December 19, 2017
Influence – the ability to make an impact, to make a difference. Through words and action, influence helps to move our schools and profession forward. No matter one’s role – regardless of perceived position or authority or title – we can all make an impact. What does influence look like? What does it sound like?
Just a few actions that increase your influence. Take this self-assessment:
- Do I listen to and try to understand the needs and issues facing those I intend to influence?
- Do I show respect for the feelings of others by listening non-judgmentally to their concerns?
- Do I assert my position without being seen as argumentative?
- Am I open to influence and seen as one who can change his/her mind?
- Am I known as a person who knows the limits of his/her capability and shows humility?
- Am I known as a person who is polite and open to those who disagree with me?
- Am I known as someone who will compromise?
- Do I demonstrate a strong commitment to issues that will make my school successful and act in the organization’s best interest rather than my own?
This isn’t an exhaustive list of influential behaviors nor is this a list of actions all of us do well daily. It takes continual self-reflection and intentionality, yet these actions, and others, can be taken and can increase your influence.
Three strategies that I can use to be more influential from the onset. These ideas may seem simple, yet for many, are not easy to do:
- Watch your face – non-verbals are so tricky for some of us who don’t have a ‘poker face.’ Making a face of ‘disgust’ or ‘you cannot be serious’ is an immediate showstopper for anyone who picks up on those ‘vibes,’ and most do. Do you want to be seen as someone who can listen actively and not immediately make judgments that shut others down? Then watch your face.
- Apologize. When you do something that you didn’t intend to do, but had a negative impact, own it. Your ability to apologize will go a long way in building your reputation as being a good colleague and will increase your influence.
- Acknowledge you have changed your mind and tell the person. Recognizing a new perspective, stating “Fair enough,” or stating, “That makes me look at things differently,” provide those with whom you work a sense that you can be persuaded and are not rigid in your own thinking. In future conversations, those with whom you work might be more open to also changing their points of view.
What can I do as a person with authority to influence those who work with me (and not coerce them into doing things my way)?
When you are rolling out a new initiative or getting others to move forward with a project, use the action of “Understand the needs and issues facing those I intend to influence,” and be proactive by stating that understanding. Provide the responses you imagine they will have when you start out. Offer answers to questions such as, “How will I learn about this? How will I be trained to do this? What is the purpose of this? How is this better than the way we have already been doing it? How will my everyday tasks change so I can also do this?” Think through the resistance those around you might experience and respond to that resistance with understanding – a humane and influential strategy.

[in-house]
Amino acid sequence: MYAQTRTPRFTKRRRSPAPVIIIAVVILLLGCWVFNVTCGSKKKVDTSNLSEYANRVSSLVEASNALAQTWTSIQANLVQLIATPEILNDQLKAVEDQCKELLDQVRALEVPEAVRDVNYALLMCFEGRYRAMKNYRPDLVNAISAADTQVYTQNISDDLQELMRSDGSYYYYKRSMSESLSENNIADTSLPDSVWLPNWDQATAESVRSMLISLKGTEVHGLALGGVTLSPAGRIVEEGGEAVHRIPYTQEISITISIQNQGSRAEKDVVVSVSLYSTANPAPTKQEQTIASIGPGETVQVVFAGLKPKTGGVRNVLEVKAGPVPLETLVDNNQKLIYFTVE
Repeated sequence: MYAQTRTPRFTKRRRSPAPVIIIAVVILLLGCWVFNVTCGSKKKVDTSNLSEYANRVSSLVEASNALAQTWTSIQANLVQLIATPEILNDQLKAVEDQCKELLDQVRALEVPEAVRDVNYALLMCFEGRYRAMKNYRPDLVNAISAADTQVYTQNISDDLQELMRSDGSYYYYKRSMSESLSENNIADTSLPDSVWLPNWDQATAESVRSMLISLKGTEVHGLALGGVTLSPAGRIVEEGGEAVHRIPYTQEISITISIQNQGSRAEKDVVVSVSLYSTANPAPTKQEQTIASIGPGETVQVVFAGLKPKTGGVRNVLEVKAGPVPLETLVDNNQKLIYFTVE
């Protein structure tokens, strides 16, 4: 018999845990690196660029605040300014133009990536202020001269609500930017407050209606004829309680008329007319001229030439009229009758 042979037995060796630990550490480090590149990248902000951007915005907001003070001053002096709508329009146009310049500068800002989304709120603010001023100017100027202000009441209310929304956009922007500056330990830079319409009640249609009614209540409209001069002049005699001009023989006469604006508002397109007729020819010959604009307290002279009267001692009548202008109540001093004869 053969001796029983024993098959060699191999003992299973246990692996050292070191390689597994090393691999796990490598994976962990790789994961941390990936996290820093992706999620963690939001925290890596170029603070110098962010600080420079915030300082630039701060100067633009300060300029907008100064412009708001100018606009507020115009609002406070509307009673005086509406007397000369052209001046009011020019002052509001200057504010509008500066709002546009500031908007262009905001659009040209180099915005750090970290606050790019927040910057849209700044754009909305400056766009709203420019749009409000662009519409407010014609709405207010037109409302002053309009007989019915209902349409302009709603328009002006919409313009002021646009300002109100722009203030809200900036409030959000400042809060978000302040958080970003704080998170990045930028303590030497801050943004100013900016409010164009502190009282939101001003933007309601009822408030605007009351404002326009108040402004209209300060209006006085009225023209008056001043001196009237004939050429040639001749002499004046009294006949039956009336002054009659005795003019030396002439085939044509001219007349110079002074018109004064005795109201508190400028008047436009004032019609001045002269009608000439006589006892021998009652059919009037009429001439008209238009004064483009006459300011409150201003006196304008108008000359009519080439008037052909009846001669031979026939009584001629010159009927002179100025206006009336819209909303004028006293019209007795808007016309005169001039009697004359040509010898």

What can I do as a person without authority to influence my administrator?
Those with positions and titles often hear a lot of complaints. What they really want is someone to not only come to them with a complaint but some proposed solutions they can use. Offer your solutions as suggestions. For example, “One way this might be addressed could be…,” or “One consideration might be…” and offer ideas that are in the form of suggestions, not directives. Stay away from, “You know what you should do, Boss?” Colleagues who understand the context and provide ideas for how to fix challenges get heard more often, and are more influential than those who just whine and complain.
Becoming more influential is a day-by-day, action by action process. It takes communication savvy, an other-focused perspective and a strong commitment to issues that will make one’s school successful. Perhaps the greatest skill is listening. Providing influence isn’t about you. It’s about your ability to see the mission and help guide others towards the common good. So leave your ego at the door. You’ll be more effective, and you may just learn something along the way.
This post was originally published on the edCircuit blog where Jennifer is a featured columnist.
About Jennifer Abrams
Jennifer Abrams considers herself a "voice coach," helping others learn how to best use their voices – be it collaborating on a team, presenting in front of an audience, coaching a colleague and supervising an employee. Jennifer holds a Master's degree in Education from Stanford University and a Bachelor's degree in English from Tufts University. She lives in Palo Alto, California. Jennifer's publications include Having Hard Conversations, The Multigenerational Workplace: Communicating, Collaborating & Creating Community and Hard Conversations Unpacked – the Whos, the Whens and the What Ifs. She has also created a Corwin Press e-course by the same name.
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“Jennifer has so squarely hit the mark with our teacher-leaders that she is one of the few presenters that they are always requesting when professional development is the question. Here at the University of Chicago, this acclaim and recognition does not come easily! Jennifer has a way of presenting information that gets quickly to the heart of the matter. Her ability to read the true needs of the group, regardless of the original focus, has made her a favorite among the faculty here at the University of Chicago Laboratory Schools.”